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The Production and Utilization of Renewable Methanol in a Nuclear Economy

28 Apr 2015, 20:12 UTC
The Production and Utilization of Renewable Methanol in a Nuclear Economy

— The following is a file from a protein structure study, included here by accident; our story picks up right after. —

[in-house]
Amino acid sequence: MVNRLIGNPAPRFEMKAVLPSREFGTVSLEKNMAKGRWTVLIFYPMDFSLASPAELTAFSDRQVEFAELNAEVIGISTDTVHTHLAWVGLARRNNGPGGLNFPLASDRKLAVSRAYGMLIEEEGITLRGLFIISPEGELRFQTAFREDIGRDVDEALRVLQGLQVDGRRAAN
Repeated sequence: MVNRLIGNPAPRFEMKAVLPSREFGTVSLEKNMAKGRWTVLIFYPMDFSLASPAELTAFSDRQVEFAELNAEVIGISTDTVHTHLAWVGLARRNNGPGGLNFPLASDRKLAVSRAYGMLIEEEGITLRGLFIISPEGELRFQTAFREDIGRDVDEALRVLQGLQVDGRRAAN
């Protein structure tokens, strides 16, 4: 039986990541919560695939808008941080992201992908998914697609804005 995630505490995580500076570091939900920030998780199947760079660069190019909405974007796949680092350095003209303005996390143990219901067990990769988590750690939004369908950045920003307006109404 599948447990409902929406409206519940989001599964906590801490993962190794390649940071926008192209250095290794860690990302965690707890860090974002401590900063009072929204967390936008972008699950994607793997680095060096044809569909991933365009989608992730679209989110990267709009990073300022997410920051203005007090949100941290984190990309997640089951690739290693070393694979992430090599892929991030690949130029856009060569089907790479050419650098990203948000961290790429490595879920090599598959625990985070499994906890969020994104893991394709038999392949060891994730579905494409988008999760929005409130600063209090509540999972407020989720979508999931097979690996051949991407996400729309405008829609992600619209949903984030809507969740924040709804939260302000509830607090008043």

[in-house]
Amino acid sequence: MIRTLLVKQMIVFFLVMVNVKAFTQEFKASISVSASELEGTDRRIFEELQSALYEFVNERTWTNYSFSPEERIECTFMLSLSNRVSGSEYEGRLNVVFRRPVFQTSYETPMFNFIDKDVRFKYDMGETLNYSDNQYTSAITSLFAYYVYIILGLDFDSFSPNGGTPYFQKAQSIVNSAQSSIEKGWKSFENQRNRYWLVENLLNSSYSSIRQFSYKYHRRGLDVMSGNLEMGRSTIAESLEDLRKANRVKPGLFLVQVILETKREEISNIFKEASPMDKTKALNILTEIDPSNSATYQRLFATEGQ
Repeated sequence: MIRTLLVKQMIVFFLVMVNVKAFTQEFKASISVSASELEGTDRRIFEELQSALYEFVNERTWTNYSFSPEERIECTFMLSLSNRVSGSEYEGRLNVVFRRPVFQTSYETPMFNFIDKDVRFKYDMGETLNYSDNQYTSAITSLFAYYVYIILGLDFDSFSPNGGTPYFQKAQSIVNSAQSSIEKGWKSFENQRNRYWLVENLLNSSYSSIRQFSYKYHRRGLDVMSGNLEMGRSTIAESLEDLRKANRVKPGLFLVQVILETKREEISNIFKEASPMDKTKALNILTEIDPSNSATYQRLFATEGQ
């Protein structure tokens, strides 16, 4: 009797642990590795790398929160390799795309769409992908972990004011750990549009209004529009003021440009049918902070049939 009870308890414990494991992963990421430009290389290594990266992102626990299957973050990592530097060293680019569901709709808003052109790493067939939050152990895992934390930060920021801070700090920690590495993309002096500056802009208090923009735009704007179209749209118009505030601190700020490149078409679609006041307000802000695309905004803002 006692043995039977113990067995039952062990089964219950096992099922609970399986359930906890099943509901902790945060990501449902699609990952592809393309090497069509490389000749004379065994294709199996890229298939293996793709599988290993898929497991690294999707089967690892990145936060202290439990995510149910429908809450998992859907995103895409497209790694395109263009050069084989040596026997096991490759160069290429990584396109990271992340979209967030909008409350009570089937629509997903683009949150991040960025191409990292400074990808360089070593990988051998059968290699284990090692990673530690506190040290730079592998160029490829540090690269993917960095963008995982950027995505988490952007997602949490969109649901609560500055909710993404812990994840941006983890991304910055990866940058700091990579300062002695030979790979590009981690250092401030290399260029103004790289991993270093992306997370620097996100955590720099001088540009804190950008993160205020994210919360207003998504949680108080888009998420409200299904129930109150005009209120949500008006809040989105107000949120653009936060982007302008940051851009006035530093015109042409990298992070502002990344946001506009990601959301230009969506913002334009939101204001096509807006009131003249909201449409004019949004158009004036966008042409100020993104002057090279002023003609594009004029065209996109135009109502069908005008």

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10.7 MWe rated methanol electric power plant at Point Lisas, Trinidad (Credit: Mendenhall Technical Services) Terrestrial and off-shore nuclear power plants could safely and economically provide all of the base load electricity requirements for future carbon neutral  industrial economies. The additional-- peak load-- electrical demands for an industrial region could also be supplied by carbon neutral methanol electric power plants-- if nuclear electricity was also utilized to produce renewable methanol derived from biowaste and waste water resourcesMethanol (CH3OH) is, of course, the simplest alcohol, producing only carbon dioxide (CO2) and water after combustion with oxygen. The production of methyl alcohol through the pyrolysis of carbon based materials and their distillation has been known since the time of the ancient Egyptians. Modern techniques of methanol production utilize pyrolysis to produce syngas (synthetic natural gas),  a gaseous mixture of consisting of carbon monoxide, carbon dioxide, and hydrogen  that is then converted into methanol. Since approximately 65% to 75% of the CO2 content is wasted during the  synthesis of  syngas into to methanol, introducing additional hydrogen into the synthesis process could potentially increase the production of methanol by three to four times. Sources of carbon neutral hydrogen could, therefore, be produced through nuclear, ...

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